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Love or hate it, change cannot be delayed

Updated: 2013-11-04 08:10
By Ed Zhang ( China Daily)

Whenever there is economic reform, you can guarantee that it will be swiftly followed by sentiment ranging from doubt, fear and regret to outright condemnation.

You won't often hear such sentiment in the office or on the trading floor, but it is everywhere to be found on the Internet. Indeed, some corners of the Internet in China teem with truculent views.

But the very word reform implies progress made despite doubts, fears, regrets and condemnation. President Xi Jinping has said the forthcoming CPC Central Committee Third Plenum, over four days from Nov 9, will demonstrate "great political wisdom and courage" in charting the country's next round of reform.

Early last month, as Shanghai began to launch a free trade zone to experiment with more liberal policies in service industries - with the approval of the central government - there were critics on the Internet in China who described it as a move to turn Shanghai into a new colonial concession.

At the other extreme, there were those who called the free trade zone an attempt at reform by diktat, implying that it runs counter to the logic of market-driven creativity.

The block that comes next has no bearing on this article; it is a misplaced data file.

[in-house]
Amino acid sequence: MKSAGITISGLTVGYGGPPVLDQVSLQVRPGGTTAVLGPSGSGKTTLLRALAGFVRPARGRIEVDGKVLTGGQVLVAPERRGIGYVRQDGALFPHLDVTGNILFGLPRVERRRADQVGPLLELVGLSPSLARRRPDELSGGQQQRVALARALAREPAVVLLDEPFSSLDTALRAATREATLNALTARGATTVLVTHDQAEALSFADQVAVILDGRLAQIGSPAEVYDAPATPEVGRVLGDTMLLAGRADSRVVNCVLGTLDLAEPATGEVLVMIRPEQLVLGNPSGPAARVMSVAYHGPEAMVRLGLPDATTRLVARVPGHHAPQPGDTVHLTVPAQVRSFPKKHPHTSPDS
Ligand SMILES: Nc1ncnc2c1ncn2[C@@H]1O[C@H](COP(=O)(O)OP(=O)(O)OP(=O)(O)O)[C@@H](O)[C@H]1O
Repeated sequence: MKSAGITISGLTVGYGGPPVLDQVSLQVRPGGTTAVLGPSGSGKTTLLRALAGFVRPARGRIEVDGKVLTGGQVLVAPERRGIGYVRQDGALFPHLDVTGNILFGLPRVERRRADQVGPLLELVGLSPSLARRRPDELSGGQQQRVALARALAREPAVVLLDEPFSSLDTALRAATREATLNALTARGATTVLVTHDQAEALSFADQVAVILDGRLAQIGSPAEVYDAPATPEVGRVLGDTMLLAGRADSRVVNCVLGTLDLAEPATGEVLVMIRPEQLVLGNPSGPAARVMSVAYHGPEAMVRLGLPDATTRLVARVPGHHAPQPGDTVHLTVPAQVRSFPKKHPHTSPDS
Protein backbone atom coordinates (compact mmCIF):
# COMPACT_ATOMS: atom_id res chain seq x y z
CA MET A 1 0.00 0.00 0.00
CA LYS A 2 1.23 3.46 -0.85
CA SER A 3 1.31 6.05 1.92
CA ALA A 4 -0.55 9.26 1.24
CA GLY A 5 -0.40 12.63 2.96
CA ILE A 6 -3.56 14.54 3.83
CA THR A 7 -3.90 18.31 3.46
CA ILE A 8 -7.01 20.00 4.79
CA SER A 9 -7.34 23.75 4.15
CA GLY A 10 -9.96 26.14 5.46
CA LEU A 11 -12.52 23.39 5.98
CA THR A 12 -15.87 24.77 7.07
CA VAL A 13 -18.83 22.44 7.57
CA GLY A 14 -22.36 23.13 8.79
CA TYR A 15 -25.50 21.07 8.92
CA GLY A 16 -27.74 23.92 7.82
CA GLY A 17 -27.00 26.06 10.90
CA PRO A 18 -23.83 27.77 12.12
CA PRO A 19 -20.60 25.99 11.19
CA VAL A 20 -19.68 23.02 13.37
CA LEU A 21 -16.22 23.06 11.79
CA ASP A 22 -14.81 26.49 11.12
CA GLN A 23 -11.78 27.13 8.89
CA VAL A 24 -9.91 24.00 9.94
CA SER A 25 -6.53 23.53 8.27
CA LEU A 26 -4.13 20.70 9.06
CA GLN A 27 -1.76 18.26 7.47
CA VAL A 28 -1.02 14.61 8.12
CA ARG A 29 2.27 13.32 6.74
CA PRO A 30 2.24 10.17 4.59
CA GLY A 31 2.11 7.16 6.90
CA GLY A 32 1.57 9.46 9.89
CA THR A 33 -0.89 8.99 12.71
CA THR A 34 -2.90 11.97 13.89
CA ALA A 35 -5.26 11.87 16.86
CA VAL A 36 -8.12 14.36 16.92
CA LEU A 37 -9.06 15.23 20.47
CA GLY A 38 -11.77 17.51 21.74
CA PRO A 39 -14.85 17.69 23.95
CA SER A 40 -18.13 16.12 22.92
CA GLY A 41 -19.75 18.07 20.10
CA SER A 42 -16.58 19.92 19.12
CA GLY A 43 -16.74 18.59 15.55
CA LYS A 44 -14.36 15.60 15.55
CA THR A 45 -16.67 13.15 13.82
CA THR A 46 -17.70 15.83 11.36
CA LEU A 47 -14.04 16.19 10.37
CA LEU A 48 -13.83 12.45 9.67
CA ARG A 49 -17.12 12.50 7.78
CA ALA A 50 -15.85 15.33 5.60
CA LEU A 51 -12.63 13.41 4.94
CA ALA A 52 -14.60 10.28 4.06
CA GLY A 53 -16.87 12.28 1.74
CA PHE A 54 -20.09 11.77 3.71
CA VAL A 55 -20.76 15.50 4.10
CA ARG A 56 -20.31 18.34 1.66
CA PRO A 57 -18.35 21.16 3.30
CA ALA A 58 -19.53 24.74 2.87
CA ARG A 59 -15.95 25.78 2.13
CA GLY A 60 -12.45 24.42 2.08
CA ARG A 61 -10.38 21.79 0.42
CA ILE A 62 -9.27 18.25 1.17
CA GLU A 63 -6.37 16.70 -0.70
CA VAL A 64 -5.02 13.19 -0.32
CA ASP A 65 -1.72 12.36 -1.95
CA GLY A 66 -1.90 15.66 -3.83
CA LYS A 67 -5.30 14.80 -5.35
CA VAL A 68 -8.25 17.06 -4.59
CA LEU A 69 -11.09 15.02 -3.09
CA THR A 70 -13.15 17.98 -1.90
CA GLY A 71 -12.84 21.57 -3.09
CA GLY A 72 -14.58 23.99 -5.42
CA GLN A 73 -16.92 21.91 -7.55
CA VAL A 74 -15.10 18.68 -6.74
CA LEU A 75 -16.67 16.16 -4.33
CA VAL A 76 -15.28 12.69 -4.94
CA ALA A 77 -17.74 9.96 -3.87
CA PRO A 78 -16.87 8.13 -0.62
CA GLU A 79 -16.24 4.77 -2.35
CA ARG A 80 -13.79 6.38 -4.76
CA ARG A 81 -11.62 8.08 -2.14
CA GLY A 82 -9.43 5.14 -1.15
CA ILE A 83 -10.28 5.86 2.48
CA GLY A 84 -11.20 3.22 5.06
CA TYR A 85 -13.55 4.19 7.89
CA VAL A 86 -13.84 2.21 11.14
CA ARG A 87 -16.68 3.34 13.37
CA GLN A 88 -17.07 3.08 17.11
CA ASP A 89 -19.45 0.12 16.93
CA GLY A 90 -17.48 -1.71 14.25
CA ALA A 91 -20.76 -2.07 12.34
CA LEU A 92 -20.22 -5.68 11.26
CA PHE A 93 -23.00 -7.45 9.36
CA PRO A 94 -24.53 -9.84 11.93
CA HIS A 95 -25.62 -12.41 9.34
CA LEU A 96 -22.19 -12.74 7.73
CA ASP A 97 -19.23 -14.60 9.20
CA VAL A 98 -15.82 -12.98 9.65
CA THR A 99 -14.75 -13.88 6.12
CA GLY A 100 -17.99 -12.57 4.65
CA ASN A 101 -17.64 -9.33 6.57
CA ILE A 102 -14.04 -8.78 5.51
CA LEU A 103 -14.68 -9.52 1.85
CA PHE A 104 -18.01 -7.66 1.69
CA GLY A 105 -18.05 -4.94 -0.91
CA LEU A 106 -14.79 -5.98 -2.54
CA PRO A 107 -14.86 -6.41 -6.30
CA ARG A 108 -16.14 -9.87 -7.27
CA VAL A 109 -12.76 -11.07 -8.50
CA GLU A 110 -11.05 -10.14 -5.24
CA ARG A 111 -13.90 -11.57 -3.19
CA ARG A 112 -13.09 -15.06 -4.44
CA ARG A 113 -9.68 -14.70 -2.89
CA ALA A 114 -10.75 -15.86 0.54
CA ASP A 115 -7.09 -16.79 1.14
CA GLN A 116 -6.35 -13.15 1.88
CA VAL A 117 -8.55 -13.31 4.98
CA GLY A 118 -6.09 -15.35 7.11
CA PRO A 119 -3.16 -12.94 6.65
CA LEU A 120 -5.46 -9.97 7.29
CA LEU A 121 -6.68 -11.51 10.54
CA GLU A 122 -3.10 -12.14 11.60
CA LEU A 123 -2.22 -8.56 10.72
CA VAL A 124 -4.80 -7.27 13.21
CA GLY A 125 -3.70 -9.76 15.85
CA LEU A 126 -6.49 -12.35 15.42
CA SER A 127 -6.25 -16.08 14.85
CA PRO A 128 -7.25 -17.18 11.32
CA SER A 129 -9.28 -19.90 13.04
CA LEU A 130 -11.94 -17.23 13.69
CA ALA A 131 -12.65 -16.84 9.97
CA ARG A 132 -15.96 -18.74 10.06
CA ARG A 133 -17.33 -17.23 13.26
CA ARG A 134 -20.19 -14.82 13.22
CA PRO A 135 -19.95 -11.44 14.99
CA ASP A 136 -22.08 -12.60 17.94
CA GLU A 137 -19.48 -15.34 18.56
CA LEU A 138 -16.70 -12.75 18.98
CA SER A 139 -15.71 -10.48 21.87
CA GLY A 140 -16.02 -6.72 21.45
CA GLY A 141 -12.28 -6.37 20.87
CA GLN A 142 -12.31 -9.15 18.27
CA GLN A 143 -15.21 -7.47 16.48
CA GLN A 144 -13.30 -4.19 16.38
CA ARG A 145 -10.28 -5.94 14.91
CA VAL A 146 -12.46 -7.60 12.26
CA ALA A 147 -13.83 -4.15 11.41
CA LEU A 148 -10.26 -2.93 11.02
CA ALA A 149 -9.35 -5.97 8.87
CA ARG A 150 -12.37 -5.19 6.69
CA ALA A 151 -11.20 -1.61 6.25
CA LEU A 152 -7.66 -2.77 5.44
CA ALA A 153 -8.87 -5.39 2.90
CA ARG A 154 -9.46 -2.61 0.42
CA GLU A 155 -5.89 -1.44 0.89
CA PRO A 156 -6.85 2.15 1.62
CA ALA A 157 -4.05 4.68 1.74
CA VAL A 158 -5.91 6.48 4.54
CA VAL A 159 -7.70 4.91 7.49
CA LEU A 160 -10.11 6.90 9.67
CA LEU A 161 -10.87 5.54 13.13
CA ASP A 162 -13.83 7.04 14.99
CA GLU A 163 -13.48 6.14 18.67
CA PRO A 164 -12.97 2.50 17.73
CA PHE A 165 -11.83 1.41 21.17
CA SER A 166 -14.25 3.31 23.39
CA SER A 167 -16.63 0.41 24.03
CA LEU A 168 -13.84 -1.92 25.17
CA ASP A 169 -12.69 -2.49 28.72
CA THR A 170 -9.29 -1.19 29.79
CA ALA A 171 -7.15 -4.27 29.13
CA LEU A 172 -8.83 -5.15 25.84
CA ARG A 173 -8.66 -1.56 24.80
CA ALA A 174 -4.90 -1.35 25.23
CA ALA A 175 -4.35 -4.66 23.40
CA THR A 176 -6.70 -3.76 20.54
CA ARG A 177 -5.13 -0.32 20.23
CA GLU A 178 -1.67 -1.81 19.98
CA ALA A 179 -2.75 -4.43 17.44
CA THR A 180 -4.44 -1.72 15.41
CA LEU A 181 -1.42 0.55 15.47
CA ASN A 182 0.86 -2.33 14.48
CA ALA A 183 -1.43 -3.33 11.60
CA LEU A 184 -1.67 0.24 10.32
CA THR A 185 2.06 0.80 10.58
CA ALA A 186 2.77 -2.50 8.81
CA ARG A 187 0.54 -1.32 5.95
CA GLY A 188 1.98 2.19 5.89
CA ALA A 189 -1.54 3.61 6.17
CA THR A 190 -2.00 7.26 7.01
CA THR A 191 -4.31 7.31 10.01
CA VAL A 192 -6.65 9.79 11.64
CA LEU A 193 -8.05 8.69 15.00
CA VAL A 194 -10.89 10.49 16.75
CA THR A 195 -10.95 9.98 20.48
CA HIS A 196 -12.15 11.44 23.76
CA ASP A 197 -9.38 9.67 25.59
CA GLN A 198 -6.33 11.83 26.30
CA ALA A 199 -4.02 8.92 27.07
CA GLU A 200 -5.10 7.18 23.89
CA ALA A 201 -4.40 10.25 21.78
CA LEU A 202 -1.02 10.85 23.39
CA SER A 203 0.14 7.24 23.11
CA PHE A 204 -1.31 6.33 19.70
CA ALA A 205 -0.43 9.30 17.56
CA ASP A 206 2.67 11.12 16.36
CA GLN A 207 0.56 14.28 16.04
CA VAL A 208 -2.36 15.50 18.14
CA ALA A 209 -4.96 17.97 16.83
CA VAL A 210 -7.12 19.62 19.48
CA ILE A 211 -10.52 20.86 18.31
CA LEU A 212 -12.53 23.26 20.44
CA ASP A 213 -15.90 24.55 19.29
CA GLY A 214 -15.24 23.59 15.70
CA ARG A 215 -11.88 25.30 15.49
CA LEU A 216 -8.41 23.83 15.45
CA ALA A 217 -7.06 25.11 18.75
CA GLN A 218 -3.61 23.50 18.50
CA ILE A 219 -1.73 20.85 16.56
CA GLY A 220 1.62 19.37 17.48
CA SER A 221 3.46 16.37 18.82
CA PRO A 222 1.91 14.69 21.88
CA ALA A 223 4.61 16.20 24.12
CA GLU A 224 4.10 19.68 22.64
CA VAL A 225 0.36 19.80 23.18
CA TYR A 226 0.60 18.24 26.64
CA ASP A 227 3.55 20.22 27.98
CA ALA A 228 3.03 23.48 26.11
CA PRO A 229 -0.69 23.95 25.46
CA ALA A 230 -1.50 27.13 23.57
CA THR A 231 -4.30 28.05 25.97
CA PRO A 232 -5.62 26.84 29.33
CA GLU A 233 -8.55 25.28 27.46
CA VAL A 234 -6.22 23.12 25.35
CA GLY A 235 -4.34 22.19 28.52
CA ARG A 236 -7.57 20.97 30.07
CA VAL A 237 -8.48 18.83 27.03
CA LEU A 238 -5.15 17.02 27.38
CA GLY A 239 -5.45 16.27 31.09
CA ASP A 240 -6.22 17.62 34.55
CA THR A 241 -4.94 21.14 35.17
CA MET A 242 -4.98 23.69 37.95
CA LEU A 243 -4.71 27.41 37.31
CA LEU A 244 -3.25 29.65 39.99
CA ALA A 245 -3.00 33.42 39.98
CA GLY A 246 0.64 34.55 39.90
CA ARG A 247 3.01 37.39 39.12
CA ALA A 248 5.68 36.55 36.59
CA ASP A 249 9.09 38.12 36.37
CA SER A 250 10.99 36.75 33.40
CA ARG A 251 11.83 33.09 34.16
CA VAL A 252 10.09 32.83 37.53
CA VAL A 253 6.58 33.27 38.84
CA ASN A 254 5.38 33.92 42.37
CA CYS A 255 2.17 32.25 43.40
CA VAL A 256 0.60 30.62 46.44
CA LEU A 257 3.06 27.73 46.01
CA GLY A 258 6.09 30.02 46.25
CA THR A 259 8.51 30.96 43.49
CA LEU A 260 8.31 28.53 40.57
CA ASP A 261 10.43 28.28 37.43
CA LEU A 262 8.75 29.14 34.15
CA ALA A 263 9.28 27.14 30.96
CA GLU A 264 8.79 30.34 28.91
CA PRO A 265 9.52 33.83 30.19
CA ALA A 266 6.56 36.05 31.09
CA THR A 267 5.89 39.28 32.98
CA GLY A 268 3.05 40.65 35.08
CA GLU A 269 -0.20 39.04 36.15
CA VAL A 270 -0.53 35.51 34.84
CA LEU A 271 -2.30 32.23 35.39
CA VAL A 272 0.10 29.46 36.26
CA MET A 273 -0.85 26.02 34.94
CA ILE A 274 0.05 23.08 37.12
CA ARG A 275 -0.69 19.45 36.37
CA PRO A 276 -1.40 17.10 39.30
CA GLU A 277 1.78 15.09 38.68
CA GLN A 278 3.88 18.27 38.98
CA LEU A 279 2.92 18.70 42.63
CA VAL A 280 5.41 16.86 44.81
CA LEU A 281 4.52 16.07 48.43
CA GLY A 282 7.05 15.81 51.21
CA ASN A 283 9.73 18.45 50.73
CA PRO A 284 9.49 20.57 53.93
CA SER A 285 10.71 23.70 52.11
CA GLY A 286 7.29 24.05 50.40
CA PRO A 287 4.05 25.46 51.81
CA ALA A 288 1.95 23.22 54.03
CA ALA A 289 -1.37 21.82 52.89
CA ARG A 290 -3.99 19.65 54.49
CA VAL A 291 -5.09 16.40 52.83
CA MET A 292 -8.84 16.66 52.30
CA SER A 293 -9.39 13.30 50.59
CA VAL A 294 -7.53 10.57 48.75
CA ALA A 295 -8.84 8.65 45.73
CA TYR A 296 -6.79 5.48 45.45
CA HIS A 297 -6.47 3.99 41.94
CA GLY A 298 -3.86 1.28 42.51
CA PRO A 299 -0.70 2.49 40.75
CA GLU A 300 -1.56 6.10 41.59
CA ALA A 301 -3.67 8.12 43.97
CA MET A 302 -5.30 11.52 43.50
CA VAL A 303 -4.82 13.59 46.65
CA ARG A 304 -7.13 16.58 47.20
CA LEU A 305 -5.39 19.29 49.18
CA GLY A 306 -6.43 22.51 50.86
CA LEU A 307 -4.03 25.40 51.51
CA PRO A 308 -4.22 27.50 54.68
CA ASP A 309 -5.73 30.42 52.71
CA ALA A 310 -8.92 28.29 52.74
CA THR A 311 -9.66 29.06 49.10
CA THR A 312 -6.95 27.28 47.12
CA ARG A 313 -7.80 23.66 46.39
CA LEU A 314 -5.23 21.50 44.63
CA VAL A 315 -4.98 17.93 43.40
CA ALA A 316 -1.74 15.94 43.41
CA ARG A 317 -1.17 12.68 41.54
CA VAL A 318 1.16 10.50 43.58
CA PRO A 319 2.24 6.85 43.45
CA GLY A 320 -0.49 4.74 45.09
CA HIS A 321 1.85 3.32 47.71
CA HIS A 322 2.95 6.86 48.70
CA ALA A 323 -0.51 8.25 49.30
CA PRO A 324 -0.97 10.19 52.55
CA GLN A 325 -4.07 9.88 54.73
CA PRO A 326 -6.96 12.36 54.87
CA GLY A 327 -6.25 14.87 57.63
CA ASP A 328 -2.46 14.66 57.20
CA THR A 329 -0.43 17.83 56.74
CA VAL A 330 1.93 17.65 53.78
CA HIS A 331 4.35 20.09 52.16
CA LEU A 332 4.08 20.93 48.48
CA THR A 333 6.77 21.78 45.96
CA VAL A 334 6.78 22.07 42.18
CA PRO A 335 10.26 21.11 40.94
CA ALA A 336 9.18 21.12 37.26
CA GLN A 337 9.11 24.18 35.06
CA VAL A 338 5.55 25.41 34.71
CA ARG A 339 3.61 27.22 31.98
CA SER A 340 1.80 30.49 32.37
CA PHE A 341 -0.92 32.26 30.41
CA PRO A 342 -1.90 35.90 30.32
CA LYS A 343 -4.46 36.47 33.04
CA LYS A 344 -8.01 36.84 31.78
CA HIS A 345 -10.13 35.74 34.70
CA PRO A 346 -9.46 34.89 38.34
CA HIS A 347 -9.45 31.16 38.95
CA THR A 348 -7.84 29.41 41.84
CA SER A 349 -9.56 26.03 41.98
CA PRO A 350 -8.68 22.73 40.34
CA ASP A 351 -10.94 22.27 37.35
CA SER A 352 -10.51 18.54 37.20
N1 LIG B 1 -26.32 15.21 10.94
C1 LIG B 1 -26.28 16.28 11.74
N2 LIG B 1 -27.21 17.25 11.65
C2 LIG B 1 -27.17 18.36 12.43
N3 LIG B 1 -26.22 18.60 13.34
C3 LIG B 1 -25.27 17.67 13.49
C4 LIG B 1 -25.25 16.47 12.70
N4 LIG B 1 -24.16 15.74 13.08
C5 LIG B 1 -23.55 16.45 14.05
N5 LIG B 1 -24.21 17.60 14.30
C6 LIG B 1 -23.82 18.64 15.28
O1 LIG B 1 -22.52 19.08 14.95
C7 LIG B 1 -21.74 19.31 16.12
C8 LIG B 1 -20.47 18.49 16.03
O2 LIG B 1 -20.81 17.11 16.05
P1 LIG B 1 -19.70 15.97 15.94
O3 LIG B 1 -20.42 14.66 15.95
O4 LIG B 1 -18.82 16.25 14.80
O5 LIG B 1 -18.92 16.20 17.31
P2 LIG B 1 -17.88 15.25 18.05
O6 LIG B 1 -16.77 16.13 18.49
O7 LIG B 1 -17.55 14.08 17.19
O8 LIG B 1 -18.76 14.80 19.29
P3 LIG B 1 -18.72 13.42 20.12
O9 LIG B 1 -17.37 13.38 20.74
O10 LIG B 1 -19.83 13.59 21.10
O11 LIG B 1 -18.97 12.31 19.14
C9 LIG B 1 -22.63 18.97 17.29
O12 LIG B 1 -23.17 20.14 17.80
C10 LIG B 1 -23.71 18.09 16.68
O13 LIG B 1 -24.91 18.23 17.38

Only several weeks ago, when Chinese media reported that a draft reform plan consisting of proposals for more flexible schemes for land ownership transfers was being drawn up by high-level policy advisers headed by economist Liu He, vice-minister of the National Development and Reform Commission, there was talk of "vicious motives" aimed at ruining China.

At the same time, of course, there were others saying the reform plan was not comprehensive enough.

You can argue about which, if any, of these views is right. The debate will continue as change unfolds.

However, the important thing is that the leaders cannot afford to wait, or to cast a listening ear while doing nothing. They need to muster up courage to lead the change, which, after all, is what leadership is all about.

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